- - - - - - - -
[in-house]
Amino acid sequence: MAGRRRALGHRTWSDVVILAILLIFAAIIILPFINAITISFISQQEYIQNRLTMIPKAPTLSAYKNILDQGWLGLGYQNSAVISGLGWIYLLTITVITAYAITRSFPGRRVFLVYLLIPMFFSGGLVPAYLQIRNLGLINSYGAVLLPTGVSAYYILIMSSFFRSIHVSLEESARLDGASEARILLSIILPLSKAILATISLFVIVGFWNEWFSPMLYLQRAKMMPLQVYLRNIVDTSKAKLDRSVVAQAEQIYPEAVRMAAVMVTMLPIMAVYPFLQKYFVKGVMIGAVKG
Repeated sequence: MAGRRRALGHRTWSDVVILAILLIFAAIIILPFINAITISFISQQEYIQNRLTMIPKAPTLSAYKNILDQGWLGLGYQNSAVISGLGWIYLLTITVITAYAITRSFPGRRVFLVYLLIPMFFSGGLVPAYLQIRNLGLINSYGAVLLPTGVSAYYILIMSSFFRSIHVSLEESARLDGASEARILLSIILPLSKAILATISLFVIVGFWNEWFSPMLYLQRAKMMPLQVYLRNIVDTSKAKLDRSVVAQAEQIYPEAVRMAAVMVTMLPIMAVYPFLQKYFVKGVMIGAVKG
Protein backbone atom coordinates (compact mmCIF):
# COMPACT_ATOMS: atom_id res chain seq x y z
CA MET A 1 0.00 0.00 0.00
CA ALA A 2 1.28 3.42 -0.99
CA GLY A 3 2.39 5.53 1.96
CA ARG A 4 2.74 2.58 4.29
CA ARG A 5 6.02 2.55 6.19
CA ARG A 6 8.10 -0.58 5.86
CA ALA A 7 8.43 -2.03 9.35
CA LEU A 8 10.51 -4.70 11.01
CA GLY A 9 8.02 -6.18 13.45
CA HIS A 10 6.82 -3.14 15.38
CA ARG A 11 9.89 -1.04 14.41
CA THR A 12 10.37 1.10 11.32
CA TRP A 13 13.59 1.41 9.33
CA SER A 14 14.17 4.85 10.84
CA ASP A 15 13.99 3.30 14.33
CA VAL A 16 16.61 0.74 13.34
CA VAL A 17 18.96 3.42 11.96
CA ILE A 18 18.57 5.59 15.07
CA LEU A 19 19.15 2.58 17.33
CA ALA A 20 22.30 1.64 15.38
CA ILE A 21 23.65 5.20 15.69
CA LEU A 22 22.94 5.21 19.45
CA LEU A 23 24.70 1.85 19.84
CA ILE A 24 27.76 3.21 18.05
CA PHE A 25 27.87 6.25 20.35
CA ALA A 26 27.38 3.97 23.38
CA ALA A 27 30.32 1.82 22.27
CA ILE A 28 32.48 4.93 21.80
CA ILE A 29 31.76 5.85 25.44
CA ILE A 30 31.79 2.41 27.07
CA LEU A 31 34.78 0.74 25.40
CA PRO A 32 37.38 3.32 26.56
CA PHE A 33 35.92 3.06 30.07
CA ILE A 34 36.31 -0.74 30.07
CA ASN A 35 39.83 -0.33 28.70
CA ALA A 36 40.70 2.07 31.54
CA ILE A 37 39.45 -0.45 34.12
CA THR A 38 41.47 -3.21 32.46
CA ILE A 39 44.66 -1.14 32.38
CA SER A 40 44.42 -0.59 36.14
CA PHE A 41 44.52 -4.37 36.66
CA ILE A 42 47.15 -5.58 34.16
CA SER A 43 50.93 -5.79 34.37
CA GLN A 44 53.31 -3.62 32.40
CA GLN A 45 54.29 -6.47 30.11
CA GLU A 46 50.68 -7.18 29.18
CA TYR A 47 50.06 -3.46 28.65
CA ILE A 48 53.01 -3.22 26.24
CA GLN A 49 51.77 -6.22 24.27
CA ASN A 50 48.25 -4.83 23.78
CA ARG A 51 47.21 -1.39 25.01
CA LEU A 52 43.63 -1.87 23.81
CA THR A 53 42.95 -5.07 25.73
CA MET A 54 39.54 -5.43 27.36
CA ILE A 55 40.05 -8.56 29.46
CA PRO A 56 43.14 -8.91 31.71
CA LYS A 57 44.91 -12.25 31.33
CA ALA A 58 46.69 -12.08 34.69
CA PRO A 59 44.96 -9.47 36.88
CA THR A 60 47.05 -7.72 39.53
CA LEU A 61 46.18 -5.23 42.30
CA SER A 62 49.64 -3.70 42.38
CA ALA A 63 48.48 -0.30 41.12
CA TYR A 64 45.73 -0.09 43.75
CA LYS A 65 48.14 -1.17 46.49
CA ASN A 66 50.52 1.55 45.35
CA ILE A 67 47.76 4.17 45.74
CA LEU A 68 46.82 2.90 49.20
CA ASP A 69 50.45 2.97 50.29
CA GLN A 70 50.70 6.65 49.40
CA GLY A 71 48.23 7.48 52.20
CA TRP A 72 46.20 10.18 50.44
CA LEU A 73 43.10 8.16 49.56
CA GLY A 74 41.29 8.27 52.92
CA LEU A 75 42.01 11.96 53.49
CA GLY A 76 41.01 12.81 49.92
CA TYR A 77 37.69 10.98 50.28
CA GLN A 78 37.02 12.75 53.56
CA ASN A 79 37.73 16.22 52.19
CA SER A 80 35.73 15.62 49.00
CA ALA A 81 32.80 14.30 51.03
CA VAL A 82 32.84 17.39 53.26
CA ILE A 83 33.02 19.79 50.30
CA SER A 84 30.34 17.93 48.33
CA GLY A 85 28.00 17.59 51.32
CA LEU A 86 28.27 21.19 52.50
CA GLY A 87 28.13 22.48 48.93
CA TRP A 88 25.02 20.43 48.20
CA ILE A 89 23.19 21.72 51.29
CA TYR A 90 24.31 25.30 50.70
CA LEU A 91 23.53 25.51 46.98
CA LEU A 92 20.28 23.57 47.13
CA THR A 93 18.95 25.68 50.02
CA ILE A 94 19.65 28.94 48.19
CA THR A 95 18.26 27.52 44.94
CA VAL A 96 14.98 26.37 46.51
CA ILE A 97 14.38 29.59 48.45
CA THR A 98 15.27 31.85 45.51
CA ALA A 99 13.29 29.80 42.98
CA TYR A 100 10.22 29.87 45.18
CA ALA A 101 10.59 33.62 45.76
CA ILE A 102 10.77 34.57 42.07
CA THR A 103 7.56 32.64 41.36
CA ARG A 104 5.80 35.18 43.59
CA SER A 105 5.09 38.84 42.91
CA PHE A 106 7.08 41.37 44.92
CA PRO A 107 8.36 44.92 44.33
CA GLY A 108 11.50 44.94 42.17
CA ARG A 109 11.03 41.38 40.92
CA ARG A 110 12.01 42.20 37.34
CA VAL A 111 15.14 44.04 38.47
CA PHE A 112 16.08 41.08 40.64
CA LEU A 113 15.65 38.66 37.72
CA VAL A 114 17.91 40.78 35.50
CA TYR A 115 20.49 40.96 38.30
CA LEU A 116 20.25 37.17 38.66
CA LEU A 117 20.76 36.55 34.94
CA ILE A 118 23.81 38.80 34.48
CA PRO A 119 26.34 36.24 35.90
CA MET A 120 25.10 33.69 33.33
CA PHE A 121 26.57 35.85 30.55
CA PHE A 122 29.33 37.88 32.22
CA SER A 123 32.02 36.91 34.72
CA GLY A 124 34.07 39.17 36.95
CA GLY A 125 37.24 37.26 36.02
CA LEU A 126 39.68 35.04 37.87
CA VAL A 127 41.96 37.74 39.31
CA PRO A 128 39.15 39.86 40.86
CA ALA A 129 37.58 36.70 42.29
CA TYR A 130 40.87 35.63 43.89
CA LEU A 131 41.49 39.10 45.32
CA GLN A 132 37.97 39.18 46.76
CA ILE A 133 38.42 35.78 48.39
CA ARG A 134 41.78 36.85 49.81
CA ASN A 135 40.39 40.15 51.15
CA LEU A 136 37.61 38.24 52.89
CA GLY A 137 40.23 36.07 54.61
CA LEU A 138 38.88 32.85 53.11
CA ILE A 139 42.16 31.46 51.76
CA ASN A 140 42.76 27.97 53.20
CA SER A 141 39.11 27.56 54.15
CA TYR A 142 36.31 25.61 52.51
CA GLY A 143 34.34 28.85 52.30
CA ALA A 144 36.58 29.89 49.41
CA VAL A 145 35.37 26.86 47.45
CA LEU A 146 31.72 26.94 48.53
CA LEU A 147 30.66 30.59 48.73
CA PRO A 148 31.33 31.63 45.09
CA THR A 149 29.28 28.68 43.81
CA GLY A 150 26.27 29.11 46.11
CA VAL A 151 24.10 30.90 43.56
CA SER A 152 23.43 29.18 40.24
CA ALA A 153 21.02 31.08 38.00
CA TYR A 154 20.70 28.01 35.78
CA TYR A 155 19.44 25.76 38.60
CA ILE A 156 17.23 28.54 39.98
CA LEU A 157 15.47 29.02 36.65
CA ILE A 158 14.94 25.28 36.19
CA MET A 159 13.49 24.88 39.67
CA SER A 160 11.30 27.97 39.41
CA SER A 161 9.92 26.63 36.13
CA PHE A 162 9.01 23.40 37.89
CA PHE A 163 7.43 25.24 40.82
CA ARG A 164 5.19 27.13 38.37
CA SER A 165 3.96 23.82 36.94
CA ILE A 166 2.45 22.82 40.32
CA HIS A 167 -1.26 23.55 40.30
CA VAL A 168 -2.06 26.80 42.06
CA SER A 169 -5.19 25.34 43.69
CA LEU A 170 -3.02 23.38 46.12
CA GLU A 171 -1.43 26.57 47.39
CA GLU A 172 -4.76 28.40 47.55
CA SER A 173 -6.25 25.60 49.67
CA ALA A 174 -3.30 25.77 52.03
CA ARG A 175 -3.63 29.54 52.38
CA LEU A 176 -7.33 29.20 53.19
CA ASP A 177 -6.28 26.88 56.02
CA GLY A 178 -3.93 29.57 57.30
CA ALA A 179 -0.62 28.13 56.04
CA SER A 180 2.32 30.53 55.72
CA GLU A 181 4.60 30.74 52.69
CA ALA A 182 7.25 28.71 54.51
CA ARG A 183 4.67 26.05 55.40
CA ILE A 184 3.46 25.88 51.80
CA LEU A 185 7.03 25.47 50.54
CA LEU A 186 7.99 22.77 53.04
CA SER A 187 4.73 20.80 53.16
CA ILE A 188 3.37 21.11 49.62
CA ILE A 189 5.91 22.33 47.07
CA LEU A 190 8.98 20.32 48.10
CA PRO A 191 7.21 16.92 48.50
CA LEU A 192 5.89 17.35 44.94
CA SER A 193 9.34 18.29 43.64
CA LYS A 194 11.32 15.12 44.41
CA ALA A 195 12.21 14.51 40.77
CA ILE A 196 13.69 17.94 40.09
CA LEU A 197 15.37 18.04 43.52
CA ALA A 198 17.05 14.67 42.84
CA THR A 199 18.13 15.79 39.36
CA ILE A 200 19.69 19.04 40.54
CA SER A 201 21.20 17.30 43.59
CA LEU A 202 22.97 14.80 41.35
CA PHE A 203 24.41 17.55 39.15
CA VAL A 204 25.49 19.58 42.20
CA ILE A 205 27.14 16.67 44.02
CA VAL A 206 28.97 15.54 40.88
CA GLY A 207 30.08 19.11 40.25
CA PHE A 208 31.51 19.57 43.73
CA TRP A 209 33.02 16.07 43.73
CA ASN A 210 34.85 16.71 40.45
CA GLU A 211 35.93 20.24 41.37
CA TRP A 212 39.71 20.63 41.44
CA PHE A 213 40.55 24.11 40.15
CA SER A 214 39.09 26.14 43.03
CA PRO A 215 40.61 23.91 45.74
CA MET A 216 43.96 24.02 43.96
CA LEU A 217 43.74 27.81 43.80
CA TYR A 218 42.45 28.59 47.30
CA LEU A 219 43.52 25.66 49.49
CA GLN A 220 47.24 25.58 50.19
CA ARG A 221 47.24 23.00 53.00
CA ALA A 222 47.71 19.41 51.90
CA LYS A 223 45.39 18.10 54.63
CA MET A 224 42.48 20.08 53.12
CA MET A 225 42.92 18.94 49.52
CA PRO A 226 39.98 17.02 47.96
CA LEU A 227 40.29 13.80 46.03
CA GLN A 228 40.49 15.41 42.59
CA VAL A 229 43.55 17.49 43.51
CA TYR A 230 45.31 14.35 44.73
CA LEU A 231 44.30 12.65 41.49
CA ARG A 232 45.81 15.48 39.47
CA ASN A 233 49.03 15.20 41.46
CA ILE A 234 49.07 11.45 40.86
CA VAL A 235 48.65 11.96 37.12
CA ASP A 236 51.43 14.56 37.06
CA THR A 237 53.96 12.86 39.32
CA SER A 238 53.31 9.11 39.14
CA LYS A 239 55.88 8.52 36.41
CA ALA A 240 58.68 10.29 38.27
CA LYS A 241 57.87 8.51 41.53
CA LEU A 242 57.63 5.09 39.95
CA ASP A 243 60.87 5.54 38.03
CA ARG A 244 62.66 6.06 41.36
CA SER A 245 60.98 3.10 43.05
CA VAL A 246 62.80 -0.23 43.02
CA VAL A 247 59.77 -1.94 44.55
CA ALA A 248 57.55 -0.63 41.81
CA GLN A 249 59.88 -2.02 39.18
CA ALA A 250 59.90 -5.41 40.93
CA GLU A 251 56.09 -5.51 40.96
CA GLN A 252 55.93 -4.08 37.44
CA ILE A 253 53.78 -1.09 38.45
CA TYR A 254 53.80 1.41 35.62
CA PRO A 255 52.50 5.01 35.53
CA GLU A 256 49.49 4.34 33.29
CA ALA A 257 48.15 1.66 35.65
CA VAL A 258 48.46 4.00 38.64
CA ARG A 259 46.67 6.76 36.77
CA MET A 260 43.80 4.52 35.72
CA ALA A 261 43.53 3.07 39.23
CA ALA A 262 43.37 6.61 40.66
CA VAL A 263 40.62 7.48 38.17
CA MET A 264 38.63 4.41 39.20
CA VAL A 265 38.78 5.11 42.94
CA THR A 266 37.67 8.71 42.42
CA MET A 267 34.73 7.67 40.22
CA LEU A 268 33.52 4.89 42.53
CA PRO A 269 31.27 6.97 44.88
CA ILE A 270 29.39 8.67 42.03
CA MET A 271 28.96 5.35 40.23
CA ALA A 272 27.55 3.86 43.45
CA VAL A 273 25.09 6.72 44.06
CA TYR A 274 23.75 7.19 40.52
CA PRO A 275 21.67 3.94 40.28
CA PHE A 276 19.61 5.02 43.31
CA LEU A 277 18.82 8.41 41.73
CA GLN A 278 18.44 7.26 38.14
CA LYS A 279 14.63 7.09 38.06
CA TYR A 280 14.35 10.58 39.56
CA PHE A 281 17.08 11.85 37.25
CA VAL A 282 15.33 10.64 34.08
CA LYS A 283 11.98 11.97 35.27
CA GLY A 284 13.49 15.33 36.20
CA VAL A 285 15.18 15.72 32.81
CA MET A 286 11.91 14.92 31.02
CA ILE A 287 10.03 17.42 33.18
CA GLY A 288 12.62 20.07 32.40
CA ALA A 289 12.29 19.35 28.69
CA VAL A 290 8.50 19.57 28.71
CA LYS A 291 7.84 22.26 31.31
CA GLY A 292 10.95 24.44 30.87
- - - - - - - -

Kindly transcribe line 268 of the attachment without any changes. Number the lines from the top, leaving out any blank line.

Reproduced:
CA VAL A 263 40.62 7.48 38.17